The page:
Coming Attractions

How to Write a Novel in 500 Words

As part of submitting to agents and publishers, an author often has to write a brief synopsis of their novel. It's no big deal: Just boil your 80,000 word work of art into a 500 word ...

Okay, it is a big deal.

The actual length of a synopsis depends on who's asking, which is why I usually do three: a long one that's basically an outline, a medium length one of 2-3 pages, and a short one of 500-1,000 words. None are easy, if you're a long form writer.

These days, most agents and publishers ask for a page or less. You leave out subplots and a lot of the drama--it's can be a little dry, unlike most of your writing output, with just the facts and a brief look at your characters.

My finished rough draft was 4,085 words, in 12 pages.

The second draft is 2,985 words.

So. I have a bit of work to do.

After that I have to write a blurb, something you'd find on the back cover of a book, and it has to be good, interesting, and descriptive, and even shorter. Add to that a cover letter for your submission, which will be sent along with the first, oh, three pages of the manuscript, or five pages, or five chapters, or twenty pages, or whatever they ask for, and there's your submission package. Much of that you have to do even as a self-published author, for promotion purposes.

Writers stress hard over submission packages. But with the odds against them, and most never making enough sales to do it full time, you can hardly blame them.

Off to edit, then. Or submit, or research agents, or ... now that I think on it, it's February. Maybe I'll just have some fun and start on another story. I'll worry about outlining the new one when the days are longer.

This is why writers get a reputation for drinking.

(Let's see who reads to the end of this: After a rough couple of hours, I got it down to 839 words! Still over two pages, but what the heck. I know what you're thinking: "Now, Mark, wasn't that easy?"

No. No, it was not.)



book cover humor

This Snow Blows

 Hunter's Law of Diminishing Returns states that the more I prepare for something, the less likely it is to happen. This is why I always try to be prepared for winter. It's also why I put out dire warnings whenever severe weather is predicted: If I warn of ten inches of snow, wildfires, or tornadoes, it's less likely a fire tornado will cause severe blowing and drifting.

That doesn't always work.

Three years ago I bought a small electric snowblower. There were three reasons for this: first, shoveling out my driveway is a game for the young, of which I no longer am. Second, my old frostbite injuries have really started acting up in recent years. Even with gloves on, my hands become stiff, painful, and useless, kind of like Congress. Third, and in correlation with the previously described law, owning a snowblower made it less likely to be needed.

Also, a month ago I bought a new pair of boots. My old rubber boots started to leak, and also weren't insulated--and my toes have frostbite damage, too. So, between the snowblower and the boots, I figured we were safe from a bad snowstorm--at least, for awhile.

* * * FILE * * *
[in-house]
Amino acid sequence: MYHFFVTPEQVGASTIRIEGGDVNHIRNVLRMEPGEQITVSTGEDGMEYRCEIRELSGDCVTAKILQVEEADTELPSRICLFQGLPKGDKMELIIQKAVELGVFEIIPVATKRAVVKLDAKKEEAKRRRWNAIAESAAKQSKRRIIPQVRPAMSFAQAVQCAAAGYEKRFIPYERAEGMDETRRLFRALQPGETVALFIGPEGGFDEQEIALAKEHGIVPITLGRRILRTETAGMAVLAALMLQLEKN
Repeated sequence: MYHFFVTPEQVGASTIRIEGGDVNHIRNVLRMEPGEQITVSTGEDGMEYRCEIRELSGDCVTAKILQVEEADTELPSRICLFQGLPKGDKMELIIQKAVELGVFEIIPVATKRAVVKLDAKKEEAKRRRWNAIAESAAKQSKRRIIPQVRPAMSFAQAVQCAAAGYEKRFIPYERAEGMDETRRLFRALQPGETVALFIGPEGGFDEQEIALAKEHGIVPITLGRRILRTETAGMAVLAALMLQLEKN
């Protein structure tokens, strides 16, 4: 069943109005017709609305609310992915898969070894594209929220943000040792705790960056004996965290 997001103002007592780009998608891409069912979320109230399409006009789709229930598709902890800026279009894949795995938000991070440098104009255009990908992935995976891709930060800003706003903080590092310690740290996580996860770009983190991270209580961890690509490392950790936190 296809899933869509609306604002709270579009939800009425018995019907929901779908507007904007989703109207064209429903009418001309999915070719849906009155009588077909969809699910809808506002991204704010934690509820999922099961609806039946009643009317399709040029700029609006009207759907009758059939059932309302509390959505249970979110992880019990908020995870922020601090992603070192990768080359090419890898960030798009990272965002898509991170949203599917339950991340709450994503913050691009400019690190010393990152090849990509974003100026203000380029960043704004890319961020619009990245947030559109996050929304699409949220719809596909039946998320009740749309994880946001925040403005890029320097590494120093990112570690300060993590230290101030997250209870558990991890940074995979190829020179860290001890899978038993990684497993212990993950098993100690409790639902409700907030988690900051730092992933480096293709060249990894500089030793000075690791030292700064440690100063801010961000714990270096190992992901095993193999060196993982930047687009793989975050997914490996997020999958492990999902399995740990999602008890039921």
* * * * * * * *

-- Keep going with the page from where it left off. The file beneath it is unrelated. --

Which brings me to Hunter's Diminishing Return Correlation: The more confident I am that nothing's going to happen because I prepared for it, the more likely it is to happen, anyway.

Here's a spoiler line from my new novel in progress: "Nice boots". It loses something out of context.


This week we got nine or ten inches of snow, the exact amount being hard to tell because of the gusty winds, which also reminds me of Congress. Now, the most snow we've had in the two years before that was only a few inches at a time. While the snowblower worked in that, I found it wasn't all that much easier than just using a snow shovel. Just the same, when I got home from work at 6 a.m. and realized my car couldn't get more than a foot into the driveway, I figured it was time to break it out.

(I live on a state highway, and work less than a mile away--so in my experience the real driving adventure is parking after the plows have been through.)

Well. This blows.

Hunter's Law of Power Tools #7 is that the more I need a tool, the less likely it is to start. This is why I got an electric snowblower instead of a gas powered one: Fewer parts to break. That worked out for me this time, because it turns out snow in the 1-2 foot range is right in my little device's wheelhouse: It ran like a champ, and got my driveway clear enough to park almost before my hands went numb.

No one was more surprised than I was.

I didn't  bother trying to get it TOO clean--more snow was predicted later in the week.

Being able to park made the people who wanted to get by on the state highway happy. Hey, I left my car's four way flashers on, and it only took an hour--they couldn't just detour?

By then I was unable to move my fingers, so I called it a day and tackled opening the front door with my teeth, which are now also frostbit. I planned to shovel the sidewalk the next day, but my neighbor, whose dog is either a best friend of our dog or a mortal enemy (I don't speak dog), pulled out his big honkin' gas powered snowblower and cleared both mine and his. I'm extremely grateful for that, because my extension cord is only so long.

What's going to happen next? I'm betting flood. Just in case, I'm stocking up on buckets.

(Note: Flooding wasn't next--it was freezing fog.)

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